Pre-Post On What Is Nonprofit Technology

Early next week, I’m going to publish the “director’s cut” of my recent NTEN.ORG article, “What Is Nonprofit Technology“. But I wanted to talk about it a little first.

The story behind this article is that, late in 2014, I was approached by some online tech e-mag to write an article for them.  I thought, why not tell all of the for-profit techies what it’s really like working in our sector?  And I wrote a solid first draft.  Then I started researching the magazine, and couldn’t find much.  There was little in the way of a FAQ, so I couldn’t ascertain things like, “who owns the content submitted”? I decided against publishing there. I sent it on to Amy at NTEN, and she came back with the suggestion that they publish it in March, shortly after the NTEN conference, as the March theme is Nonprofit Management. And we did that.

The article has gone over really well with the nonprofit community, and is still being actively shared and liked across social media platforms nine days in.  I’m really flattered.  I think the strengths of the article are that it, first, distills a lot of my thinking over the last ten years or so about what we, as nonprofit technologists, do, and what our challenges are. I’ve been drafting this article in my head for a long, long time. But I think it also benefits from the fact that I wrote it for a different audience — one that doesn’t know our sector and our challenges well. And I both think and hope that this is a large part of why the article is resonating so well with the community. This is something that you can share with people outside of the sector that explains a lot about us.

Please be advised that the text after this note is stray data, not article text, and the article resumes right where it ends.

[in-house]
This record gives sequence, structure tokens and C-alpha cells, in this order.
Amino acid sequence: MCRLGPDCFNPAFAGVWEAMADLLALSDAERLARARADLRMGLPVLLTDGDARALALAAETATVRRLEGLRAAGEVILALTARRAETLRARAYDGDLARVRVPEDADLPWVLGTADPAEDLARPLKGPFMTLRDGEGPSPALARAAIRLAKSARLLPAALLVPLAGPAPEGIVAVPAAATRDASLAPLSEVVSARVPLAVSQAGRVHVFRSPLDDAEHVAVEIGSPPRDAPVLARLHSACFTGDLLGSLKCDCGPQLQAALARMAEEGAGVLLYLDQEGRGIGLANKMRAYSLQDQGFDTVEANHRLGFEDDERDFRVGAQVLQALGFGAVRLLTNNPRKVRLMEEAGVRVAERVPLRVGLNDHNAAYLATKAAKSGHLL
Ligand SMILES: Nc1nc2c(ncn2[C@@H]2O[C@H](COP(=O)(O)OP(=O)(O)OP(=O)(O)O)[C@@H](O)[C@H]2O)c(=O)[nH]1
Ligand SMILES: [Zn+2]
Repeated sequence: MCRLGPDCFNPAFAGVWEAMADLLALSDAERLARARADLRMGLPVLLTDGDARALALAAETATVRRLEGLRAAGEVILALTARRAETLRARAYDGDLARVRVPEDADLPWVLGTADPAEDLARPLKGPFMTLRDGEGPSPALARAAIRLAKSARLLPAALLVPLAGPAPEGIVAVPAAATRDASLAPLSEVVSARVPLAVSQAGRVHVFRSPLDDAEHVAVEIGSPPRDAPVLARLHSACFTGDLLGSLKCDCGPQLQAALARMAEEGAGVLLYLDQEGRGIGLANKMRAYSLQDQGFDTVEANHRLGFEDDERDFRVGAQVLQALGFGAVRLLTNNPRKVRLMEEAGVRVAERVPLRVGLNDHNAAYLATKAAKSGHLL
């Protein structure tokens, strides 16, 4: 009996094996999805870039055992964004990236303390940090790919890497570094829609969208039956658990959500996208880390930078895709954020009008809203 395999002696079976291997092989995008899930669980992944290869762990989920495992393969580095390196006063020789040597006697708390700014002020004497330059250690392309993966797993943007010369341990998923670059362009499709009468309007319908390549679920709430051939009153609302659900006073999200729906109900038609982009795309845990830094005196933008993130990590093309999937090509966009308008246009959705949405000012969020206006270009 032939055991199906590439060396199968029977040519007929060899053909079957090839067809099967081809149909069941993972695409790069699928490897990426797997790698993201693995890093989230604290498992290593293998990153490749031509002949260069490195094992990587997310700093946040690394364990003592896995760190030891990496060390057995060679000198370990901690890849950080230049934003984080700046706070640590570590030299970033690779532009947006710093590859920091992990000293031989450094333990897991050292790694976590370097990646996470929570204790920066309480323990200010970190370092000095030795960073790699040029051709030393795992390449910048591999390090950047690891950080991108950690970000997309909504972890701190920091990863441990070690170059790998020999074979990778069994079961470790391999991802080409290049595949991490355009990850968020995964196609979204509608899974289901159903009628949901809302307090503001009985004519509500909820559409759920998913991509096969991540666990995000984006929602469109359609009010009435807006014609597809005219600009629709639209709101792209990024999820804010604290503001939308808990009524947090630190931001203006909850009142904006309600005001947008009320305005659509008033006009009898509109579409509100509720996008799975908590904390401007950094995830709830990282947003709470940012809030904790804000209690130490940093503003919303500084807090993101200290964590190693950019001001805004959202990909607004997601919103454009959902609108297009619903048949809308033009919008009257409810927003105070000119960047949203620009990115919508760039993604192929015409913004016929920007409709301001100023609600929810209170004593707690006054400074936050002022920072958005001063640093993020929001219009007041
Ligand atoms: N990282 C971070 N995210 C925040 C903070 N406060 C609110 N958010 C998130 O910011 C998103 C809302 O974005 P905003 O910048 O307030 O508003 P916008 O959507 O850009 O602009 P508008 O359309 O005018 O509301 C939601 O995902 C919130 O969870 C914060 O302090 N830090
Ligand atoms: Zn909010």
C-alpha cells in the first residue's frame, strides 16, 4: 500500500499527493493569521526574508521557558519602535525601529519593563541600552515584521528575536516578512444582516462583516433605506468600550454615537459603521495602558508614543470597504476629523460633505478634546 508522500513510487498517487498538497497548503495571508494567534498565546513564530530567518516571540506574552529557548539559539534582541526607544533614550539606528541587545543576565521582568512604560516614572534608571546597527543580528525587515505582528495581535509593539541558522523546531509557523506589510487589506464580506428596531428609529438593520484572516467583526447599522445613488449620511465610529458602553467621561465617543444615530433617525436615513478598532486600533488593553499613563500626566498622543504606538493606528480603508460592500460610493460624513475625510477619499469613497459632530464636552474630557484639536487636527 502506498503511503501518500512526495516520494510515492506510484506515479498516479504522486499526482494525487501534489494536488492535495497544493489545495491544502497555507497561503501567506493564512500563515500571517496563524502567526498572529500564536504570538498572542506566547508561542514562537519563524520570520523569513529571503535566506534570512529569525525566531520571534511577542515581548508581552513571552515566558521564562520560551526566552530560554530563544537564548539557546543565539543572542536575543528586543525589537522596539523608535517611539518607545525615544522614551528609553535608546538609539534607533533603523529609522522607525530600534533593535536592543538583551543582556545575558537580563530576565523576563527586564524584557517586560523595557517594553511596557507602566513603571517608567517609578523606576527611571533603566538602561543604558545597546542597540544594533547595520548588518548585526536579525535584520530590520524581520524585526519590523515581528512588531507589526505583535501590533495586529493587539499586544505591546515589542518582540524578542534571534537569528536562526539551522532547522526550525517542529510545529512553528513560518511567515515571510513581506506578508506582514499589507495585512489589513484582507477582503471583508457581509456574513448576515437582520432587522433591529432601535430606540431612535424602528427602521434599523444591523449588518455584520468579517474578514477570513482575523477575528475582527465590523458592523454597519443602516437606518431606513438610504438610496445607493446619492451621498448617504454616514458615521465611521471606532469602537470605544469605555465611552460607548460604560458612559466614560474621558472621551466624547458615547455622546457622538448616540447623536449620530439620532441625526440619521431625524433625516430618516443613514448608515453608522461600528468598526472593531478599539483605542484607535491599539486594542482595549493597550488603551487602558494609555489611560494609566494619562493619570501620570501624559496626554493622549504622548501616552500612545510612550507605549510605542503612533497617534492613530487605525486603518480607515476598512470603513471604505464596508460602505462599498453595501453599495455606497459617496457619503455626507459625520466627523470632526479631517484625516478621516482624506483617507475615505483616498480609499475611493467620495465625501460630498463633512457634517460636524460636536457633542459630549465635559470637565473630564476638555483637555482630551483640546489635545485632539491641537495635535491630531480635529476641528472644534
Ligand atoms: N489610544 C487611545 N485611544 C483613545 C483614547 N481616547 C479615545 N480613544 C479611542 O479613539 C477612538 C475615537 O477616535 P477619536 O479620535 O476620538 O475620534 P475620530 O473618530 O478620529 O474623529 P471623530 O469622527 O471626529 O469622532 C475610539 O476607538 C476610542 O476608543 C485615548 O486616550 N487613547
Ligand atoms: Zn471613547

That’s my goal, at least — I hope it’s true.  And I hope that it’s useful for you, particularly if you have friends that you’re trying to recruit into the side that promotes social good.

The “director’s cut” story is simple. Steph at NTEN admitted that her edits were primarily focused on shortening the article in order to fit NTEN’s max post length.  She did a great job — there is no point that I wanted to make missing from the NTEN version. But there are a few areas where the grammar got a little confused. My rendering is more spacious, with a few more examples.  So I decided to print it as originally written and let you decide which one you prefer.

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